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VOL. LIX, No. 100 ANN ARBOR, MICHIGAN, FRIDAY, FEBRUARY 25, 1949
PRICE FIVE. CENTS
By AL BLUMROSEN
Prof. Robert Spitzer, who was
dismissed from the faculty of
Oregon state university for sup-
porting the Communist theory of
genetics, worked on secret gov-
ernment projects during the war,
according to his nephew, Marv
Wolf said that his uncle, Prof.
Spitzer, had worked on secret ex-
plosives for the navy at Woods-
hole, Mass. during the war and
still had a naval contract to do
PROF. SPITZER was not in-
terested in politics before the end
of the war, Wolf said. "Then, he
got aroused over the government's
treatment of Dr. Edward U. Con-
don and other atomic scientists."
After the Condon incident,
Prof. Spitzer joined the Wal-
lace Progressives, according to
Prof. Spitzer has a year's schol-
arship at Princeton's Institute for
Advanced Study which will begin
this summer, Wolf added.
Prof. Spitzer, who taught or-
ganic chemistry at Oregon State
was dismissed after he had writ-
ten a letter to the Chemical and
Engineering News defending the
Soviet theory of Lysenko Genetics.
OREGON'S PRESIDENT, A. L.
Strand said that, "taken along
with - Spitzer's pro-soviet propa-
ganda, the letter shows up in its
true light and cannot be ignored,"
according to the Associated Press.
Spitzer's letter to the maga-
zine took exception to an edi-
torial which had attacked state
controlled science in Russia, es-
pecially the imposition of the
theory of Lysenko Genetics.
"Lysenko genetics is the theory
that characteristics acquired by
an individual during his lifetime
can be inherited by his children."
according to Prof. A. F. Shull of
the zoology department, a noted
* * r
"THIS DOCTRINE suits the
Russians because they do not like
the accepted theory of genetics
which assumes some people are
naturally superior to others."
Prof. Shull said that the Russians
want it to appear that all people
can be raised to a completely equal
Following the Lysenko theory,
the environment of a people
could be temporarily improved
and the improvement in the in-
dividuals would be inherited by
Modern Mendelian genetics is
based on the principle that heredi-
tary factors are carried in the
genes and that nothing which
happens to any other part of in-
dividual can modify the charac-
teristics which will be transmitted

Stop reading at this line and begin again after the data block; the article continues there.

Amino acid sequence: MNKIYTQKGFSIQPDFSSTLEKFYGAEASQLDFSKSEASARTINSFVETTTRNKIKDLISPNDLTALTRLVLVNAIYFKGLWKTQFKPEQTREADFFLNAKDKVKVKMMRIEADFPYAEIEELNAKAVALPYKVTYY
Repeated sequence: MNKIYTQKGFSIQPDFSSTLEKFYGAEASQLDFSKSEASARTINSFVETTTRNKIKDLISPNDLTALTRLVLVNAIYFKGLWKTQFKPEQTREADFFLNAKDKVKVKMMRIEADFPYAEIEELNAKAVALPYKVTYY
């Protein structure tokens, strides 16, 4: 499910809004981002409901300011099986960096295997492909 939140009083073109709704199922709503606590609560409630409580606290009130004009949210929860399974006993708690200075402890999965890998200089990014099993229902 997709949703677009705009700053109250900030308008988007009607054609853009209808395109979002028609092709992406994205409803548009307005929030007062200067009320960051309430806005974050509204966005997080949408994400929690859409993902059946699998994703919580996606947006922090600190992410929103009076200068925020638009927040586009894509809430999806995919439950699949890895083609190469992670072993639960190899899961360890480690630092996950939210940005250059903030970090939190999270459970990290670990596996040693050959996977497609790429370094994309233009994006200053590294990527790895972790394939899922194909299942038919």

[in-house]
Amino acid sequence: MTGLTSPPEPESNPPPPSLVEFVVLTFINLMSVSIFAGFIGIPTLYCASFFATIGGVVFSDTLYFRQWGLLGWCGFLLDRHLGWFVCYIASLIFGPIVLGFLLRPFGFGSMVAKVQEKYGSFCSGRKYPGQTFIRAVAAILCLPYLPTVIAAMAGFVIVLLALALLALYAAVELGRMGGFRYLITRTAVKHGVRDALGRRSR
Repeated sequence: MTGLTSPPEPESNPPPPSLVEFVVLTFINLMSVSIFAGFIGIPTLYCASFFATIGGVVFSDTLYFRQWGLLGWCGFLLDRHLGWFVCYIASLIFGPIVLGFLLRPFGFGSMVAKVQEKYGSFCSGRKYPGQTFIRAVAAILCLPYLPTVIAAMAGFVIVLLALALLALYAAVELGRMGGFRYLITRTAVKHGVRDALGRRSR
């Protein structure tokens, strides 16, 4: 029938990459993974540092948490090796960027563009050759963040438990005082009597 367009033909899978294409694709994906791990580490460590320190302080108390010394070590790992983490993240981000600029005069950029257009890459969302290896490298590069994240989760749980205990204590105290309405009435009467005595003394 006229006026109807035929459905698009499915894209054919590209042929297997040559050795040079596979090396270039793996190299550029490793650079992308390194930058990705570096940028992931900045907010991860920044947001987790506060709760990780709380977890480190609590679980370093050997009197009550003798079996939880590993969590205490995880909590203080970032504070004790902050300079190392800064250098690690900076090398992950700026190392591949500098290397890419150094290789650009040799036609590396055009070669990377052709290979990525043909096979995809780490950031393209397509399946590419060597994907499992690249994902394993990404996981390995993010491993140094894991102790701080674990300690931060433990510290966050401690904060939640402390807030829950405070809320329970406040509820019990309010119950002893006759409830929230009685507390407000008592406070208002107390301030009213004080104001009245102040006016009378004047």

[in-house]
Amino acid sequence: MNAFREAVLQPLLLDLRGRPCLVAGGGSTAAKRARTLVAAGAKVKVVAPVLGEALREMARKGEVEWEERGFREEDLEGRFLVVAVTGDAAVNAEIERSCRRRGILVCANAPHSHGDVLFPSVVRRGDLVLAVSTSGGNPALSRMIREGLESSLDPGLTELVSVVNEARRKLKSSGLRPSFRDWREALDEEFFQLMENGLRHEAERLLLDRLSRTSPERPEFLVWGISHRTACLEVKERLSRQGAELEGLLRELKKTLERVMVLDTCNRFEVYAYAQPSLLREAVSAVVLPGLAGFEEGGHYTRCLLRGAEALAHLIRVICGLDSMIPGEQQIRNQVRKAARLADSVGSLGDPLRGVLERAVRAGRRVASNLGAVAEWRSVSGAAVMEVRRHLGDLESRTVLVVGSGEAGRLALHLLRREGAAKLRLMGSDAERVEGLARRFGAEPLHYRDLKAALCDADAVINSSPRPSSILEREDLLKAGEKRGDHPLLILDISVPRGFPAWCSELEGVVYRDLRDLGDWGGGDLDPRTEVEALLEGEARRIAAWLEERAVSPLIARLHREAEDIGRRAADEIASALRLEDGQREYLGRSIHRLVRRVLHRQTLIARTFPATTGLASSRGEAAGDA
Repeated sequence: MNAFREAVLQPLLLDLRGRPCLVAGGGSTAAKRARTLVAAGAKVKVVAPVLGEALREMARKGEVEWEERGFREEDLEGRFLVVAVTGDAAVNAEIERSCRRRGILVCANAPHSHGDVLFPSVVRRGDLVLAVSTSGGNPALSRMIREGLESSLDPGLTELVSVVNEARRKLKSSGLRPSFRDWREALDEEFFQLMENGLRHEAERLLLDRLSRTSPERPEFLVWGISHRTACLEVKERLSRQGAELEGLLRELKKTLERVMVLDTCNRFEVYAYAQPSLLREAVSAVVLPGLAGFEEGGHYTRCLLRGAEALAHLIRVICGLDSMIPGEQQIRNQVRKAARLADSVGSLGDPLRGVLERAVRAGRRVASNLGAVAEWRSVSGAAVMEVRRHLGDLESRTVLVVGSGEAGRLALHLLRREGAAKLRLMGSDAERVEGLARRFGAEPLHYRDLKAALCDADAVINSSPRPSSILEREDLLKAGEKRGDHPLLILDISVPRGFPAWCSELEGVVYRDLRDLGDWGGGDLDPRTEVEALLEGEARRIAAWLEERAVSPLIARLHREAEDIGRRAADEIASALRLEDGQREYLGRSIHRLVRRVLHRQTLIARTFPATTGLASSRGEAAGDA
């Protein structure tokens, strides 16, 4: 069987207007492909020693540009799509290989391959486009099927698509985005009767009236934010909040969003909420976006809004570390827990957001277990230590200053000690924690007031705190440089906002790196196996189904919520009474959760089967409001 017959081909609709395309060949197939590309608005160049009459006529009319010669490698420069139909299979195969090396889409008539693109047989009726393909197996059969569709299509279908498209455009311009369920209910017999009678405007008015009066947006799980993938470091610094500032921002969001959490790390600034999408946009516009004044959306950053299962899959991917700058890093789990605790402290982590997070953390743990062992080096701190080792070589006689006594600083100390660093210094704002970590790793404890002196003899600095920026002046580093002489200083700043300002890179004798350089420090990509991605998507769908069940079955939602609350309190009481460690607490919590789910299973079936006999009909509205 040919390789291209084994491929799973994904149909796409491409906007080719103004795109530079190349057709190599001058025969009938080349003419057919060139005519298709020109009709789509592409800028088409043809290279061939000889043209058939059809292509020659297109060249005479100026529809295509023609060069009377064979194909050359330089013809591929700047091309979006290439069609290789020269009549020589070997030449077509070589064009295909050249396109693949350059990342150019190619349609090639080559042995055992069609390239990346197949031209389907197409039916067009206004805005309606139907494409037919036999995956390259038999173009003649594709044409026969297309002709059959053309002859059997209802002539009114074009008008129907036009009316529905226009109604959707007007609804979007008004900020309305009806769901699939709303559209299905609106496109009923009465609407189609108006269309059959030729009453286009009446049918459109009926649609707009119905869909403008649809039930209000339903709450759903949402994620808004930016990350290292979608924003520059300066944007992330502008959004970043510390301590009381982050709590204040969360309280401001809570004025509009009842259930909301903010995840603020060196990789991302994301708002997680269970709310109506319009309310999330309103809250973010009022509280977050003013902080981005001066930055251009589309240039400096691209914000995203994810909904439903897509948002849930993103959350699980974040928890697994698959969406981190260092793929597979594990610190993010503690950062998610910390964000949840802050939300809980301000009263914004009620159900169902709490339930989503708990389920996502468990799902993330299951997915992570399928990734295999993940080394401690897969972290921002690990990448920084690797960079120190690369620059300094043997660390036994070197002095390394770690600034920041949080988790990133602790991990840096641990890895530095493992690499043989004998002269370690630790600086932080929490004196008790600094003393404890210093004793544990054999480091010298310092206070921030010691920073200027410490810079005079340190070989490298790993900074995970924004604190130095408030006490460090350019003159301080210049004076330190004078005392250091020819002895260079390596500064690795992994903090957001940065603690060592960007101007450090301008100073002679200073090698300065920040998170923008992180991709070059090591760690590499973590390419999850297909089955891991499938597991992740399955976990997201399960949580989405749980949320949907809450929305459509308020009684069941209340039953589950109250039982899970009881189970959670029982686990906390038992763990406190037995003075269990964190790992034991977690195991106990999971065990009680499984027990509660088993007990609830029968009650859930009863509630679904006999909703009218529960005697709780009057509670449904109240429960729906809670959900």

to succeeding generations.
"NO GENETICIST believes the
Lysenko theory," Prof. Shull said.
He added that some psychologists,
doctors and naturalists who do
not understand genetics believe in
Prof. Shull said that there
was nothing about the doctrine
which would warrant the dis-
missal of Prof. Spitzer, but his
defense of Lysenko "could be a
clue that he is a stooge of Stalin
and it deserves further investi-
"If Prof. Spitzer is getting his
ideas on Genetics from Moscow,
there is a question whether he is
an intellectually free agent, cap-
able of teaching anything."
PROF. SPITZR'S letter quot-
ed a statement from the USSR
academy of sciences denying that
Lysenko genetics was being used
for ideologic or propaganda pur-
In the letter, Prof. Spitzer com-
pared control of science by the
Communist party to control in
this country by boards of direc-
tors, Congress and the military,
claiming that there was little dif-
Defeated by Council
Vote Installation of Taxicab Meters;
Some Fare Increases Will Result
A zoning ordinance amendment restricting the construction of
multiple dwellings or clubs in Double-A residence areas was defeated
by the City Council last night, while an ordinance amendment put-
ting meters in city cabs won the approval of the alderman.
Despite a City Planning Commission survey of Double-A prop-
erty owners which reported 261 for the amendment and 86 against it,
supporters eked out a 6 to 5 vote, insufficient majority for making
FRATERNITIES, League houses, religious groups and private
home owners, whose future expansion plans would have been affected
by the ordinance, were represented in the small group of spectators
--- ----- -- w--- which registered both protest and
SOFIA, Bulgaria--(P)-The Bul-
garian justice ministry made pub-
lic last night voluminous docu-
ments represented as mass pleas
of guilt and repentence by 15
Protestant churchmen going on
trial tomorrow on charges of spy-
ing for the United States and
Through the 2,266 pages ran
such phrases as:
I admit my guilt.
"I beg clemency. ,
ILIA TIMEV, deputy minister of
justice, produced the statements
at a news conference. Newsmen
were shown three volumes of files
of the pre-trial investigations with
hundreds of pages in the hand-
writing, Timev said, of the de-
The government announced
previously that all had "fully
Timev produced 144 pages.
which he said were in the hand-
writing of the Rev. Vassil Geor-
giev Ziapkov, 48, head of the
Congregational Church in Bul-
garia and religious representa-
tive of the United Evangelical
tist, Methodist and Pentecost.
Ziapkov is accused of being the
main figure in plots to send Amer-
ican and British observers infor-